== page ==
By D. Wayne Taylor
This article appears in Investor’s Business Daily.
Scott Gottlieb, Commissioner of the U.S. Food and Drug Administration (FDA), recently promised to ensure that all U.S. medicines are safe and effective. But he won’t be able to do so if Congress proceeds with a misguided plan to allow patients to import prescription drugs.
Americans rely on the FDA’s ability to track and certify all medications, which currently never leave a closely monitored supply chain. Unfortunately, other countries don’t vigilantly monitor their medications. Their lax standards result in an unreliable supply of medicines — including fake drugs — that don’t work as patients and doctors expect.
In Nigeria, most of the drug supply originates from India and China. A 2011 World Health Organization survey found 64% of anti-malarial medicine in the country to be fake.
Nigeria isn’t an outlier. In many African nations, the share of fake medicines tops 30% of the total drug supply. In Angola, officials discovered that 1.4 million antimalarial drugs shipped from China were counterfeit. These counterfeit drugs kill patients by the tens of thousands. Compromised antimalarial drugs lead to the deaths of more than 120,000 African children every year. That’s roughly the equivalent of a jumbo jet crashing every day.
Doctors in the poorest countries are suspicious of the quality of their drug supply. But still, they deliver these drugs to patients, since they have no other option.
Imagine an American oncologist worrying about the quality or safety of a medicine she was about to deliver to a patient!
The death toll from fake medicines in Africa is staggering, but the long-term impact of ineffective medications may be worse. Adulterated drugs that contain only small amounts of active ingredients not only fail to treat the sick, but can also expose bacteria to weak antibiotics. This exposure creates drug-resistant strains of disease.
Pandemics know no borders. A drug-resistant malaria superbug — which was detected in Africa for the first time in February — could lead to a global outbreak and kill millions of people per year. Bill Gates recently warned that a global pandemic could arise within the next ten to fifteen years and kill over 30 million people.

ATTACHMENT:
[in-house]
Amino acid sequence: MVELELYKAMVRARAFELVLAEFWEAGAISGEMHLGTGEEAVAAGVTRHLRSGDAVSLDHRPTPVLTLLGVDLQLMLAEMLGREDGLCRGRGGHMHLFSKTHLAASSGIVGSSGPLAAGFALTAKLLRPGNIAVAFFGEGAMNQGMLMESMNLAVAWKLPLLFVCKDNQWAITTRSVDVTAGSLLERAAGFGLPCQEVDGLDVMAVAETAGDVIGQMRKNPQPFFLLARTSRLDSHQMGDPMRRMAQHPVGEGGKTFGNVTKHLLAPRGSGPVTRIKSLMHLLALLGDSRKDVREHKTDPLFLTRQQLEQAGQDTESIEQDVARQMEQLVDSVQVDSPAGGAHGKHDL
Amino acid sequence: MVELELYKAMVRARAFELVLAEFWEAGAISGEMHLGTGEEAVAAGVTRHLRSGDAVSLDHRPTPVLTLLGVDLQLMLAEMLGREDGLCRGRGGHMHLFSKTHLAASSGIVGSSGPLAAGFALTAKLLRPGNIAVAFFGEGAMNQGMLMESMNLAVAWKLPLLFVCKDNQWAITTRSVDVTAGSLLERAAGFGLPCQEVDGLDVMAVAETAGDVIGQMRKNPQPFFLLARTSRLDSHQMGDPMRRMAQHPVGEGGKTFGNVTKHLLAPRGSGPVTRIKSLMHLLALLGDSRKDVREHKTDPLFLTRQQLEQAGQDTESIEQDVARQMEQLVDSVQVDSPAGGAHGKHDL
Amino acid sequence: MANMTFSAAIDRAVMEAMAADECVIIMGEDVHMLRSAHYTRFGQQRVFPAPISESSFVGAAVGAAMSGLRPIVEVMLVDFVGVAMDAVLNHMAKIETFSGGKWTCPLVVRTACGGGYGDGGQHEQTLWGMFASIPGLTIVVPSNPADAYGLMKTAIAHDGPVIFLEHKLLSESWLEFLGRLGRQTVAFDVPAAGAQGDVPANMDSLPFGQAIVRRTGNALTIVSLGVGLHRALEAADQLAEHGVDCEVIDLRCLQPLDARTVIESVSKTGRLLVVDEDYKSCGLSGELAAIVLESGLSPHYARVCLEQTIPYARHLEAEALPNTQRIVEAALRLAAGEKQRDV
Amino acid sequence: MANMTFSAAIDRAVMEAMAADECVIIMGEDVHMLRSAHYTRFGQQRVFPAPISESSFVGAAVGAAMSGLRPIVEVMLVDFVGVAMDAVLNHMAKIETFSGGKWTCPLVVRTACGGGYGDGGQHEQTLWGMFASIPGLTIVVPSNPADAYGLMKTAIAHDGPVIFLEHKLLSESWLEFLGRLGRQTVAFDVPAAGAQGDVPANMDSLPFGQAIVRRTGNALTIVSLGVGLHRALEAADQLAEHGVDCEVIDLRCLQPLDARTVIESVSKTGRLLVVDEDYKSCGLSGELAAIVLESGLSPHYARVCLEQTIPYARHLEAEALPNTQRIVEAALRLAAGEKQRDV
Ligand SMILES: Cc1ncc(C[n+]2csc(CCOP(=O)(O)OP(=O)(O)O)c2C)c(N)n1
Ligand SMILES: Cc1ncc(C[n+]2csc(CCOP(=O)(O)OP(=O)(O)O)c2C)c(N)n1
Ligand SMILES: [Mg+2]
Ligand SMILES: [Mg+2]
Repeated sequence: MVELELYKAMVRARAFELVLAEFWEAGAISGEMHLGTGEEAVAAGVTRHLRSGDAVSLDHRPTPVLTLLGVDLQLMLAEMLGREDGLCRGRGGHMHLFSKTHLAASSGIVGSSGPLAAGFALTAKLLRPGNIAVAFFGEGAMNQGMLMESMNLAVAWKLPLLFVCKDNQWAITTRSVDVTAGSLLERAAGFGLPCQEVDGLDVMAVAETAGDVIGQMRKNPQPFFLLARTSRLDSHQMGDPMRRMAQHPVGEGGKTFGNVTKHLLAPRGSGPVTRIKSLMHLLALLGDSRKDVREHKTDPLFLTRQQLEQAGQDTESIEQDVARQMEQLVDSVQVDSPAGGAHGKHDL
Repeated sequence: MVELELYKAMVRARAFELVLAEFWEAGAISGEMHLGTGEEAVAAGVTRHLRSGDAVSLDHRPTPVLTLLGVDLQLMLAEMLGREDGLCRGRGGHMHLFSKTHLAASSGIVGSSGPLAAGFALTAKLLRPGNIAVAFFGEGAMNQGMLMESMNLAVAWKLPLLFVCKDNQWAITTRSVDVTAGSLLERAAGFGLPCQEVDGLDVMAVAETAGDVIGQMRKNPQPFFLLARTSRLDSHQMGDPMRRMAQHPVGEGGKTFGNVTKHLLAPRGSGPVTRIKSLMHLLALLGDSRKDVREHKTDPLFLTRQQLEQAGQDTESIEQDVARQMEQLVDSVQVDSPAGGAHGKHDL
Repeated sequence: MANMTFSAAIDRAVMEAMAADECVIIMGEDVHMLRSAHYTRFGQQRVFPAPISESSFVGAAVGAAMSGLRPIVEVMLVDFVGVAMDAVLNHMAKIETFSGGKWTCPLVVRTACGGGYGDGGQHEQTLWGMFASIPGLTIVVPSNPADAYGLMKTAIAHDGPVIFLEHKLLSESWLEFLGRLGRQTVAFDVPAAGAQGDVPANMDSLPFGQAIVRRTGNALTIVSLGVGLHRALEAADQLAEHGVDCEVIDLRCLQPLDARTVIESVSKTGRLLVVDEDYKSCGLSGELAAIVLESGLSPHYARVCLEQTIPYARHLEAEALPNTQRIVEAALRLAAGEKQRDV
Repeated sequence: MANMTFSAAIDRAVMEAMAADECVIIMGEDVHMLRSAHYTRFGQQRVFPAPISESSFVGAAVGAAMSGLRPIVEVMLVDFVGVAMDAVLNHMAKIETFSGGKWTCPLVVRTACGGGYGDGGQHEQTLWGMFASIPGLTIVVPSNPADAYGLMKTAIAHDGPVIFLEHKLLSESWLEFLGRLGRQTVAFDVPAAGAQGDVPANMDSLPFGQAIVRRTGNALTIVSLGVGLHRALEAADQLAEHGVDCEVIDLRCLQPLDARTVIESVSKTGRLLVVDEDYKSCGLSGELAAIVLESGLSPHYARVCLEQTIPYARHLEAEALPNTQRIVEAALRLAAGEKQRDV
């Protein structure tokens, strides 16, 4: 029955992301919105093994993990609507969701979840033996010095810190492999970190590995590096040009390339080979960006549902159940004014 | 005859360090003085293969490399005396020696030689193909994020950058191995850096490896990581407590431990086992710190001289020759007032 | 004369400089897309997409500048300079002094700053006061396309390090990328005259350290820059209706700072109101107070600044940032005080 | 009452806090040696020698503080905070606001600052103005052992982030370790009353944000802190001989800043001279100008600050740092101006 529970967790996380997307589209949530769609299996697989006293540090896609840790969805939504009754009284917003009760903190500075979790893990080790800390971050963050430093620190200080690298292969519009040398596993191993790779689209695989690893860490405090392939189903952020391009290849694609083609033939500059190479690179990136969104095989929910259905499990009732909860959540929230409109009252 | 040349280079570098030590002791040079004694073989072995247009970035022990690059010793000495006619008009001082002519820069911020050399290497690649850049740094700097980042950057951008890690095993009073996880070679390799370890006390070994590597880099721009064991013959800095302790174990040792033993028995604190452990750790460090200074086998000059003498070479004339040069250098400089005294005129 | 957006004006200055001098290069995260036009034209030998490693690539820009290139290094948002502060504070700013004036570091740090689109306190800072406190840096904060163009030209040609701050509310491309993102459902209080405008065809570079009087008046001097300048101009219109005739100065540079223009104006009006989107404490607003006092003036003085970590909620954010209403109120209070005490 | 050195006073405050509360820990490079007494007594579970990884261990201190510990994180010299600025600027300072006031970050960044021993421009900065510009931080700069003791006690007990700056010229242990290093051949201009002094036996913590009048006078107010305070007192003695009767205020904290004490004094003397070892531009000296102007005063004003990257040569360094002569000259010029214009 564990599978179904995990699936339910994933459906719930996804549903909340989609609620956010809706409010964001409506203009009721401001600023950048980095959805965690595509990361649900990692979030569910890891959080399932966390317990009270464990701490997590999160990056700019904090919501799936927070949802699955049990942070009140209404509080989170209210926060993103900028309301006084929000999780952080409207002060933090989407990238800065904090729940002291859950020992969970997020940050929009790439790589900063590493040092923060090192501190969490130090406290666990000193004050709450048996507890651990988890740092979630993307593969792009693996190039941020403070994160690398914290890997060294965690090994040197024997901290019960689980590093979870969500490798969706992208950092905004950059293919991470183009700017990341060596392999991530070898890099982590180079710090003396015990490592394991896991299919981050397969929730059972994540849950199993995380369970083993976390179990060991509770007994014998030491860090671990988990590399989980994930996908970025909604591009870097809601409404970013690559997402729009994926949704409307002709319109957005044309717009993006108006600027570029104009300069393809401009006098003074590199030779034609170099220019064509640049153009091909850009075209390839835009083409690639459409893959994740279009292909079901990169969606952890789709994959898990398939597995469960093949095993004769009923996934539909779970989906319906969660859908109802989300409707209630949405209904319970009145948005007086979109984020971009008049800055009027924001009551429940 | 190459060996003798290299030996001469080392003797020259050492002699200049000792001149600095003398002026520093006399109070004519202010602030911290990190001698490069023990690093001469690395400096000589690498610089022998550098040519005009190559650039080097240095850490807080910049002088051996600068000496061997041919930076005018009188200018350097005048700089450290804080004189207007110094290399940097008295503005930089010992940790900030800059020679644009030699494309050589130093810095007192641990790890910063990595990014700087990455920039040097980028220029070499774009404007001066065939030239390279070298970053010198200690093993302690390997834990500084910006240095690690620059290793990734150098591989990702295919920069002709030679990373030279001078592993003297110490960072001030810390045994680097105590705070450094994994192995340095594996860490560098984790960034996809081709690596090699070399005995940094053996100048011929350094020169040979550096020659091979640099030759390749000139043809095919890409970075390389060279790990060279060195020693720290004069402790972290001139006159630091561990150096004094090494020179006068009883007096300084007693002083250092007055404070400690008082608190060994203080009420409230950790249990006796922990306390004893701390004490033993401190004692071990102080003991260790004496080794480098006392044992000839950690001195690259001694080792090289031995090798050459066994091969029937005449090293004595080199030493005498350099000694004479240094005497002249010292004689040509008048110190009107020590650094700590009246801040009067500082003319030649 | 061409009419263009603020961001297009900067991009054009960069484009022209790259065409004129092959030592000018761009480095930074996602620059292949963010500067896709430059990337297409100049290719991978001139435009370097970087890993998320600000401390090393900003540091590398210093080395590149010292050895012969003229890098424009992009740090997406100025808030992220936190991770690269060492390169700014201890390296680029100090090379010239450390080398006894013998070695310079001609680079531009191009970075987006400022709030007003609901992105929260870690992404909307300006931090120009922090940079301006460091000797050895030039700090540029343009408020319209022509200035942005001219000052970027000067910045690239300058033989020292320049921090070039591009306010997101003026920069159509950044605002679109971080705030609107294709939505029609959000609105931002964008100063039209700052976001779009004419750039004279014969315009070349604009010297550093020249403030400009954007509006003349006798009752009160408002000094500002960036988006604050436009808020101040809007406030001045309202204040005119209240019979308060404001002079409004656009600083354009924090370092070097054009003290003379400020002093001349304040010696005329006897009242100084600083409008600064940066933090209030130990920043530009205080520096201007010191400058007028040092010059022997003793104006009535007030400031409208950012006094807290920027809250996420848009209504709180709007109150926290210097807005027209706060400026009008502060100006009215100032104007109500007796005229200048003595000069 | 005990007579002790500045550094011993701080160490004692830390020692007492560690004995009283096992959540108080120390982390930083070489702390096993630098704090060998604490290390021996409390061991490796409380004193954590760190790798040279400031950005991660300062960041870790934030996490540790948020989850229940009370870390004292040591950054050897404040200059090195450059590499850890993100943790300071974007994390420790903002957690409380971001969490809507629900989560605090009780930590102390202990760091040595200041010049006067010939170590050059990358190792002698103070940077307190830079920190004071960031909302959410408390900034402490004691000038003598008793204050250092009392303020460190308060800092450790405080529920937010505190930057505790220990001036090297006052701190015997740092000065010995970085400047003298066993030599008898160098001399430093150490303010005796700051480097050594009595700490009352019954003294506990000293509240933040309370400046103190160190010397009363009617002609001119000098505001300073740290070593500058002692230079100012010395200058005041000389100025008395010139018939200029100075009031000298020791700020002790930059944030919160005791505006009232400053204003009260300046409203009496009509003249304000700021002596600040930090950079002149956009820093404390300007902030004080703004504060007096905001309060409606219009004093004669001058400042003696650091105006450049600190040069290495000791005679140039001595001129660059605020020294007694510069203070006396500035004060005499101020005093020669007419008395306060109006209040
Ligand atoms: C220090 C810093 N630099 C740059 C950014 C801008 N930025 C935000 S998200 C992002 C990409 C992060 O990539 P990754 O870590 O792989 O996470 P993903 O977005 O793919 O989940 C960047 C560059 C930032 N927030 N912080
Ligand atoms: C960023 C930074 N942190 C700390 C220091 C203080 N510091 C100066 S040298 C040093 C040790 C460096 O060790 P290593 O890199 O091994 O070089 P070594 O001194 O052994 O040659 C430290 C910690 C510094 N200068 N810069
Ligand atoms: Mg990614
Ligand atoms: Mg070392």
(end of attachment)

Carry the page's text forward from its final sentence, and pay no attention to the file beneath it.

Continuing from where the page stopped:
Right now, the United States has a closely monitored and closed distribution system to keep fake and adulterated medicines out. However, Congress is considering a drug importation bill that would dismantle these protections.
The proposed law requires foreign drug distributors to certify compliance with certain safety protocols. But foreign pharmacies, for example, do not need to verify the accuracy of their submitted reports. Even if FDA regulators suspect a foreign pharmacy is lying, the U.S. government legally cannot enforce compliance. In short, the government must blindly trust foreign drug distributors.
That’s why four former FDA commissioners from the Obama and Bush administrations oppose the current bill. They recently wrote an open letter warning that “obtaining sufficient resources and expertise to screen and verify the authenticity of every product destined for American consumers presents enormous challenges.”
If the bill passes, counterfeiters could exploit these weaknesses to “transship” drugs from unreliable developing markets, through supposedly safe countries, and then on to the United States.
Criminals have already used this tactic to prey on Americans and sell them fake drugs. In 2015, one Washington man, Jae Seon Yoon, imported and sold drug paraphernalia and thousands of fake pills that were made in China but shipped through Canada and labeled with Canadian logos.
Fake drugs are killing tens of thousands of people in African nations that lack the resources and systems to rigorously monitor imported medicines.
Americans are fortunate to have the FDA to protect them from unreliable imports. It’d be a travesty for Congress to cripple the FDA and weaken the time-tested safety measures that have kept Americans safe.
D. Wayne Taylor, Ph.D., is the executive director of The Cameron Institute, an alternative, nonprofit, public policy think tank specializing in the independent study of health, social and economic issues both in Canada and the world.